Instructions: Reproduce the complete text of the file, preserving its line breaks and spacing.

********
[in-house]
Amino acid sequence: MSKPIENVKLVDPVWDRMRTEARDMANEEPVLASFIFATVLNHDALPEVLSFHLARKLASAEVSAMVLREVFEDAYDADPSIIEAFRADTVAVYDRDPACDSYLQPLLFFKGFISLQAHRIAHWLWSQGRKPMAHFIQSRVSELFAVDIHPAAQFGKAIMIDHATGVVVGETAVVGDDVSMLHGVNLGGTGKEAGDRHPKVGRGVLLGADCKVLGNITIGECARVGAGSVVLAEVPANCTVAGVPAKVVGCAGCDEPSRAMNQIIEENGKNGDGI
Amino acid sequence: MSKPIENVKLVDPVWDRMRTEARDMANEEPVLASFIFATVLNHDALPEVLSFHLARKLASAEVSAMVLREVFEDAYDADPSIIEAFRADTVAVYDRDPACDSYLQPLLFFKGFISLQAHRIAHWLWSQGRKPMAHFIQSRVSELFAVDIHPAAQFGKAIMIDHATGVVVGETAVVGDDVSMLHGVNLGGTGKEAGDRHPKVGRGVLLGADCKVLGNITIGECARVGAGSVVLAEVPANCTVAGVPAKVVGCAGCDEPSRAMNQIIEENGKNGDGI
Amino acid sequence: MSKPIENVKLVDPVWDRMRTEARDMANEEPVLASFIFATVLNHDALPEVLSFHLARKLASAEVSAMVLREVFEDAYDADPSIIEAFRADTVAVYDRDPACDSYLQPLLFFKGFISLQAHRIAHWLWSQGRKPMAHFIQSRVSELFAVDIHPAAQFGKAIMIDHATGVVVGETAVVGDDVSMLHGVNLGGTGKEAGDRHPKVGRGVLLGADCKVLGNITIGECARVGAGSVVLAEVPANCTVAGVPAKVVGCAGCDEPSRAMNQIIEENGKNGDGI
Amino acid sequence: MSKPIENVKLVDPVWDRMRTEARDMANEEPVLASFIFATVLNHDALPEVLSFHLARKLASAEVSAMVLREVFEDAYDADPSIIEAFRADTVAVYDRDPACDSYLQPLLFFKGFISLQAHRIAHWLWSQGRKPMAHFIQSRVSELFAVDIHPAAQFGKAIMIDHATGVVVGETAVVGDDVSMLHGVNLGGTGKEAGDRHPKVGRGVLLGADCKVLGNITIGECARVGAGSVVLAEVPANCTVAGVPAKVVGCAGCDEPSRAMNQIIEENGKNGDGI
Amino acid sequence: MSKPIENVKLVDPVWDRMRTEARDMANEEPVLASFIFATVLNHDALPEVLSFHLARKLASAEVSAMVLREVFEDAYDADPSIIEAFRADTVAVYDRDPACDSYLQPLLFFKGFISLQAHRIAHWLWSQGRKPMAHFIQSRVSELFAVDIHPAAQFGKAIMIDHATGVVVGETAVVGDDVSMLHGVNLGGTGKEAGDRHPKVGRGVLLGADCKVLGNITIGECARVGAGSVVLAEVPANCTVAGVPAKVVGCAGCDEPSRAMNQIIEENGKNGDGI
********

[in-house]
Amino acid sequence: MSKPIENVKLVDPVWDRMRTEARDMANEEPVLASFIFATVLNHDALPEVLSFHLARKLASAEVSAMVLREVFEDAYDADPSIIEAFRADTVAVYDRDPACDSYLQPLLFFKGFISLQAHRIAHWLWSQGRKPMAHFIQSRVSELFAVDIHPAAQFGKAIMIDHATGVVVGETAVVGDDVSMLHGVNLGGTGKEAGDRHPKVGRGVLLGADCKVLGNITIGECARVGAGSVVLAEVPANCTVAGVPAKVVGCAGCDEPSRAMNQIIEENGKNGDGI
Amino acid sequence: MSKPIENVKLVDPVWDRMRTEARDMANEEPVLASFIFATVLNHDALPEVLSFHLARKLASAEVSAMVLREVFEDAYDADPSIIEAFRADTVAVYDRDPACDSYLQPLLFFKGFISLQAHRIAHWLWSQGRKPMAHFIQSRVSELFAVDIHPAAQFGKAIMIDHATGVVVGETAVVGDDVSMLHGVNLGGTGKEAGDRHPKVGRGVLLGADCKVLGNITIGECARVGAGSVVLAEVPANCTVAGVPAKVVGCAGCDEPSRAMNQIIEENGKNGDGI
Amino acid sequence: MSKPIENVKLVDPVWDRMRTEARDMANEEPVLASFIFATVLNHDALPEVLSFHLARKLASAEVSAMVLREVFEDAYDADPSIIEAFRADTVAVYDRDPACDSYLQPLLFFKGFISLQAHRIAHWLWSQGRKPMAHFIQSRVSELFAVDIHPAAQFGKAIMIDHATGVVVGETAVVGDDVSMLHGVNLGGTGKEAGDRHPKVGRGVLLGADCKVLGNITIGECARVGAGSVVLAEVPANCTVAGVPAKVVGCAGCDEPSRAMNQIIEENGKNGDGI
Amino acid sequence: MSKPIENVKLVDPVWDRMRTEARDMANEEPVLASFIFATVLNHDALPEVLSFHLARKLASAEVSAMVLREVFEDAYDADPSIIEAFRADTVAVYDRDPACDSYLQPLLFFKGFISLQAHRIAHWLWSQGRKPMAHFIQSRVSELFAVDIHPAAQFGKAIMIDHATGVVVGETAVVGDDVSMLHGVNLGGTGKEAGDRHPKVGRGVLLGADCKVLGNITIGECARVGAGSVVLAEVPANCTVAGVPAKVVGCAGCDEPSRAMNQIIEENGKNGDGI
Amino acid sequence: MSKPIENVKLVDPVWDRMRTEARDMANEEPVLASFIFATVLNHDALPEVLSFHLARKLASAEVSAMVLREVFEDAYDADPSIIEAFRADTVAVYDRDPACDSYLQPLLFFKGFISLQAHRIAHWLWSQGRKPMAHFIQSRVSELFAVDIHPAAQFGKAIMIDHATGVVVGETAVVGDDVSMLHGVNLGGTGKEAGDRHPKVGRGVLLGADCKVLGNITIGECARVGAGSVVLAEVPANCTVAGVPAKVVGCAGCDEPSRAMNQIIEENGKNGDGI